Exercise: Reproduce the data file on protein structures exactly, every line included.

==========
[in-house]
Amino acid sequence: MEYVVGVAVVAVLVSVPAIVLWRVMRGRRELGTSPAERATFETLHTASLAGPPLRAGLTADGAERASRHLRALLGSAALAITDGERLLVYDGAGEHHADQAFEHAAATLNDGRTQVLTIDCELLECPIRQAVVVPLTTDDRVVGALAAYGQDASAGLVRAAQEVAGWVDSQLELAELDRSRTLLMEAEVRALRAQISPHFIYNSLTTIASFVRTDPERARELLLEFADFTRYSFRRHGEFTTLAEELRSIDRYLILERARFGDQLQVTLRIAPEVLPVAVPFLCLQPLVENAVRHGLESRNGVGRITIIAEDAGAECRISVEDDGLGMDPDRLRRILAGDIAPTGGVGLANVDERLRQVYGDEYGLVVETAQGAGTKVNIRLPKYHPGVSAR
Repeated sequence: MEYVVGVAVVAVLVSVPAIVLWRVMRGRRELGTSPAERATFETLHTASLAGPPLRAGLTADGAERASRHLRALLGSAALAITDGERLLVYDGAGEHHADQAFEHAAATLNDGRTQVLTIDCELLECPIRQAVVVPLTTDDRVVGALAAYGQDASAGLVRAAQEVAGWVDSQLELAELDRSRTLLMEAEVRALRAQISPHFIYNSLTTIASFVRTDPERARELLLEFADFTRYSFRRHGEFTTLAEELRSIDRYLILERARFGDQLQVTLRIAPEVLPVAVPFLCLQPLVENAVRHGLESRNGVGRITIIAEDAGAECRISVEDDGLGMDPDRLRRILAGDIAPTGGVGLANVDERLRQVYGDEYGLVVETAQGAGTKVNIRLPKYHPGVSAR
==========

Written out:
[in-house]
Amino acid sequence: MEYVVGVAVVAVLVSVPAIVLWRVMRGRRELGTSPAERATFETLHTASLAGPPLRAGLTADGAERASRHLRALLGSAALAITDGERLLVYDGAGEHHADQAFEHAAATLNDGRTQVLTIDCELLECPIRQAVVVPLTTDDRVVGALAAYGQDASAGLVRAAQEVAGWVDSQLELAELDRSRTLLMEAEVRALRAQISPHFIYNSLTTIASFVRTDPERARELLLEFADFTRYSFRRHGEFTTLAEELRSIDRYLILERARFGDQLQVTLRIAPEVLPVAVPFLCLQPLVENAVRHGLESRNGVGRITIIAEDAGAECRISVEDDGLGMDPDRLRRILAGDIAPTGGVGLANVDERLRQVYGDEYGLVVETAQGAGTKVNIRLPKYHPGVSAR
Repeated sequence: MEYVVGVAVVAVLVSVPAIVLWRVMRGRRELGTSPAERATFETLHTASLAGPPLRAGLTADGAERASRHLRALLGSAALAITDGERLLVYDGAGEHHADQAFEHAAATLNDGRTQVLTIDCELLECPIRQAVVVPLTTDDRVVGALAAYGQDASAGLVRAAQEVAGWVDSQLELAELDRSRTLLMEAEVRALRAQISPHFIYNSLTTIASFVRTDPERARELLLEFADFTRYSFRRHGEFTTLAEELRSIDRYLILERARFGDQLQVTLRIAPEVLPVAVPFLCLQPLVENAVRHGLESRNGVGRITIIAEDAGAECRISVEDDGLGMDPDRLRRILAGDIAPTGGVGLANVDERLRQVYGDEYGLVVETAQGAGTKVNIRLPKYHPGVSAR